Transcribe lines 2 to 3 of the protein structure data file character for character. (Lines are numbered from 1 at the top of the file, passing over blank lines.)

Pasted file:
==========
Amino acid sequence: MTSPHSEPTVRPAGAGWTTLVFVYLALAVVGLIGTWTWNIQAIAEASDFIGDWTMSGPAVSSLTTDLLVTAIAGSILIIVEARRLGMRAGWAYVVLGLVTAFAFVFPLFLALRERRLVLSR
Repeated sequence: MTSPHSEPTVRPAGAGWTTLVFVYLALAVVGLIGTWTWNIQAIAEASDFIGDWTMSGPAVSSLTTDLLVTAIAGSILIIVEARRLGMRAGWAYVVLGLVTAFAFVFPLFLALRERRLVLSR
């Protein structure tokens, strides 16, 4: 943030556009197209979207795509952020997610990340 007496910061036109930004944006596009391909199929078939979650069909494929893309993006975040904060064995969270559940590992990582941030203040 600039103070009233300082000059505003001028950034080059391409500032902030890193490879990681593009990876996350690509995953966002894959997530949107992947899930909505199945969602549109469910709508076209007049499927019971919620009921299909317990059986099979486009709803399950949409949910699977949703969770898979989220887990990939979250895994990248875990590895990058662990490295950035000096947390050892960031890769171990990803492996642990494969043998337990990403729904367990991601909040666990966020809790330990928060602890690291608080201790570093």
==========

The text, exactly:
Repeated sequence: MTSPHSEPTVRPAGAGWTTLVFVYLALAVVGLIGTWTWNIQAIAEASDFIGDWTMSGPAVSSLTTDLLVTAIAGSILIIVEARRLGMRAGWAYVVLGLVTAFAFVFPLFLALRERRLVLSR
């Protein structure tokens, strides 16, 4: 943030556009197209979207795509952020997610990340 007496910061036109930004944006596009391909199929078939979650069909494929893309993006975040904060064995969270559940590992990582941030203040 600039103070009233300082000059505003001028950034080059391409500032902030890193490879990681593009990876996350690509995953966002894959997530949107992947899930909505199945969602549109469910709508076209007049499927019971919620009921299909317990059986099979486009709803399950949409949910699977949703969770898979989220887990990939979250895994990248875990590895990058662990490295950035000096947390050892960031890769171990990803492996642990494969043998337990990403729904367990991601909040666990966020809790330990928060602890690291608080201790570093």